The new year, at our project, began with some excitement. On January 10 we released our first-ever teaching guide. It features four previously unpublished letters written by or to Millard Fillmore between 1844 and 1848. They discuss the US annexation of Texas and the closely related debate over slavery. Short introductions and questions for discussion and writing accompany the letters. Educators can use the guide to teach students in eleventh- or twelfth-grade US history courses about these key issues in antebellum history and about the use of primary sources to understand the past. Furthermore, with volume 1 of The Correspondence of Zachary Taylor and Millard Fillmore still a few years away (but progress moving apace!), the guide is our very first publication of letters. Anyone interested in America before the Civil War can begin using these newly accessible documents.
Sharing these primary sources got me thinking about how we find them in the first place. I mentioned in a previous blog entry that most of our work early in 2021 comprised two tasks: locating Taylor’s and Fillmore’s letters and transcribing them. I spent most of the entry describing the transcription process and its perils. I only briefly outlined the location process—or the canvass, as we call it—which at the time consisted almost entirely of remote service requests to repositories that had curtailed visits by researchers to slow the spread of COVID-19. Given their immense help, both in identifying collections that include Taylor or Fillmore correspondence and in scanning that correspondence for our project, I cannot adequately praise the dedicated archivists and librarians.
In the fall, between the pandemic’s Delta and Omicron surges, the world of research started to return to normal. We finally were able to visit some repositories in person. Associate Editor Amy Larrabee Cotz went to the New York Public Library and the US Army Heritage and Education Center, and I went to Duke University’s David M. Rubenstein Rare Book and Manuscript Library. Contracting for us, Ed Bradley hunted for letters at the Library of Congress, and David Gerleman did so at the National Archives. This seems like a good time, then, to explain what we editors really do when we “go to the archives.”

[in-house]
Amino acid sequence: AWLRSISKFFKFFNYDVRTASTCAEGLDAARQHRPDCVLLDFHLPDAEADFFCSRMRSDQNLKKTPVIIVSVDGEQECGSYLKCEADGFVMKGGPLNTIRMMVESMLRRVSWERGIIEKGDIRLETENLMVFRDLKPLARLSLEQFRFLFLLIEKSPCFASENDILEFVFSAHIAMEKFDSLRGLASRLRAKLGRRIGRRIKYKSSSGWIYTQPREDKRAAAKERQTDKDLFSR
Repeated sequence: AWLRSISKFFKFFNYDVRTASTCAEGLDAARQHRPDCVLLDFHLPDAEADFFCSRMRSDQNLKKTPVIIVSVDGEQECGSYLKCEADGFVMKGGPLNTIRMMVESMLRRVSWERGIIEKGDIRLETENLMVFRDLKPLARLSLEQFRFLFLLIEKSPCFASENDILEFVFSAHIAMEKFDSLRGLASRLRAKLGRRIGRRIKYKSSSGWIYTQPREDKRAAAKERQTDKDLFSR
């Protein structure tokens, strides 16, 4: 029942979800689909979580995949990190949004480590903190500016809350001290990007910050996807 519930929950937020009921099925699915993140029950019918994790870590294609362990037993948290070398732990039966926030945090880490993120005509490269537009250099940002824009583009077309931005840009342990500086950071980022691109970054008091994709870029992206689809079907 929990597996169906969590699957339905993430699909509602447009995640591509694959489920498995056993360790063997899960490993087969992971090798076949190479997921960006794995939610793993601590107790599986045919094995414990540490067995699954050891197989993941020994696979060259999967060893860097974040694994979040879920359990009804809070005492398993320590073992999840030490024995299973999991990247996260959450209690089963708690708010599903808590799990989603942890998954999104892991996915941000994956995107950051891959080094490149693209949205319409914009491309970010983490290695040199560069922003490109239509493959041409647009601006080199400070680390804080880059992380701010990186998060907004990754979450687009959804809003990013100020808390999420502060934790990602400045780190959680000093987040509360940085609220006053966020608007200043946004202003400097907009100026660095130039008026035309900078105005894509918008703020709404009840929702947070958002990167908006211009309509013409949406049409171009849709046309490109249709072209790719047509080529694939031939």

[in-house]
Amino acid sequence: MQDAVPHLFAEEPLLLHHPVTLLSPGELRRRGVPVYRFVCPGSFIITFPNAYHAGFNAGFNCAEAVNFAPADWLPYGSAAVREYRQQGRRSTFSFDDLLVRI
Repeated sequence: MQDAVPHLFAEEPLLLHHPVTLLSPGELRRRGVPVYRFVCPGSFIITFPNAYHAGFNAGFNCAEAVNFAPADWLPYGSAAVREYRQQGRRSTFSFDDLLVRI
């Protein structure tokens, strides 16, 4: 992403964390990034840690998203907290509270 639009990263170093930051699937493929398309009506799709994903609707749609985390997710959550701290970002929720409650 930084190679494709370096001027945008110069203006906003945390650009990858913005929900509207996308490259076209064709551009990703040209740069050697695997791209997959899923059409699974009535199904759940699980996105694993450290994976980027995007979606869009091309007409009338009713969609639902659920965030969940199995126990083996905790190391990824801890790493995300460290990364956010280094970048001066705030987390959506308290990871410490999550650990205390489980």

Well before we leave home, we plan out where we’ll go and what we’ll do there. Online databases, such as ArchiveGrid, the Social Networks and Archival Context Cooperative, WorldCat, and the Biographical Directory of the United States Congress, help us identify repositories and specific document collections containing relevant materials. Our own research in bibliographies, historians’ writings, and known primary sources supplement those. Once we contact the repositories’ staff—again, so much comes down to those amazing archivists and librarians—they help us narrow down which boxes and folders full of documents, or even which individual letters, we need to see. By the time we get in a car or an airplane, we have a pretty specific plan of action.
On arriving at the facility—after, maybe, taking a research selfie—it’s simply a matter of going through the documents. Staff, in many cases, have kindly set aside the containers we need so that they’re ready to bring into the reading room. We go through the boxes, folders, and bound volumes, page by page, following the repository’s procedural guidelines to protect the documents while determining what is and what isn’t a Taylor or Fillmore letter. When we find such a letter, we photograph or scan it for the project’s records, making sure also to record the collection and container it’s in so that we can properly cite it and, if necessary, locate it again. After hours or days of this, we’re back on a plane with a camera full of manuscript images.